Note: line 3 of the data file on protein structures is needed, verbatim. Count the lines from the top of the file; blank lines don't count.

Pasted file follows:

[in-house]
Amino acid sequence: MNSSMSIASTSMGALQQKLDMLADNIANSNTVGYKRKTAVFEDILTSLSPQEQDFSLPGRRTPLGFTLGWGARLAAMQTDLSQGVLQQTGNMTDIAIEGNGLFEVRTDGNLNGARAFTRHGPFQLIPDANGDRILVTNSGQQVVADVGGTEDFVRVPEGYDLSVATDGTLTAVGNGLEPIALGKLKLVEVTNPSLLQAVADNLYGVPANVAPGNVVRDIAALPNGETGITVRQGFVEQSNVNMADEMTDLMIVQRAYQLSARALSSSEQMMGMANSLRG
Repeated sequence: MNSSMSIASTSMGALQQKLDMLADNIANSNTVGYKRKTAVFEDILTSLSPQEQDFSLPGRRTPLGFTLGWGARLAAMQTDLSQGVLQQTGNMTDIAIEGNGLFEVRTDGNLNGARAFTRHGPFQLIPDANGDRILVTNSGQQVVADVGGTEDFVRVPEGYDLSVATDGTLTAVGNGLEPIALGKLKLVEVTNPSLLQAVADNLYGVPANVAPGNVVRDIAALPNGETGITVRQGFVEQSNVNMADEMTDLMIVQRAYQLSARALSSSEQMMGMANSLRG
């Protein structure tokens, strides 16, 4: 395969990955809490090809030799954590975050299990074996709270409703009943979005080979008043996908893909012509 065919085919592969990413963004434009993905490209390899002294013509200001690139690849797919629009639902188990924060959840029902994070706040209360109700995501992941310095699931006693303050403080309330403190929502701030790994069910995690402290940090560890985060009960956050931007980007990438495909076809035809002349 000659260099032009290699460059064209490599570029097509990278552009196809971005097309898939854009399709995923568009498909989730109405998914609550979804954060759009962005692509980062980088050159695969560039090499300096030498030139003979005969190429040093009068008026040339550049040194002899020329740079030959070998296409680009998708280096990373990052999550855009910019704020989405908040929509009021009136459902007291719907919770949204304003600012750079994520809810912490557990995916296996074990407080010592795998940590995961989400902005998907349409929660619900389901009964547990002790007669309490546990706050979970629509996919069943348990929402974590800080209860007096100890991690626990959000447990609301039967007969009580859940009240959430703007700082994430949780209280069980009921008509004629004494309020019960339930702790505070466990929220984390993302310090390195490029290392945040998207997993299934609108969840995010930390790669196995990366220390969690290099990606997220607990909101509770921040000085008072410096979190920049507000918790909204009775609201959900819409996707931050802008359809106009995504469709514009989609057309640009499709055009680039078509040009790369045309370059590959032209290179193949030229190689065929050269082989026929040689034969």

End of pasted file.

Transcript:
Repeated sequence: MNSSMSIASTSMGALQQKLDMLADNIANSNTVGYKRKTAVFEDILTSLSPQEQDFSLPGRRTPLGFTLGWGARLAAMQTDLSQGVLQQTGNMTDIAIEGNGLFEVRTDGNLNGARAFTRHGPFQLIPDANGDRILVTNSGQQVVADVGGTEDFVRVPEGYDLSVATDGTLTAVGNGLEPIALGKLKLVEVTNPSLLQAVADNLYGVPANVAPGNVVRDIAALPNGETGITVRQGFVEQSNVNMADEMTDLMIVQRAYQLSARALSSSEQMMGMANSLRG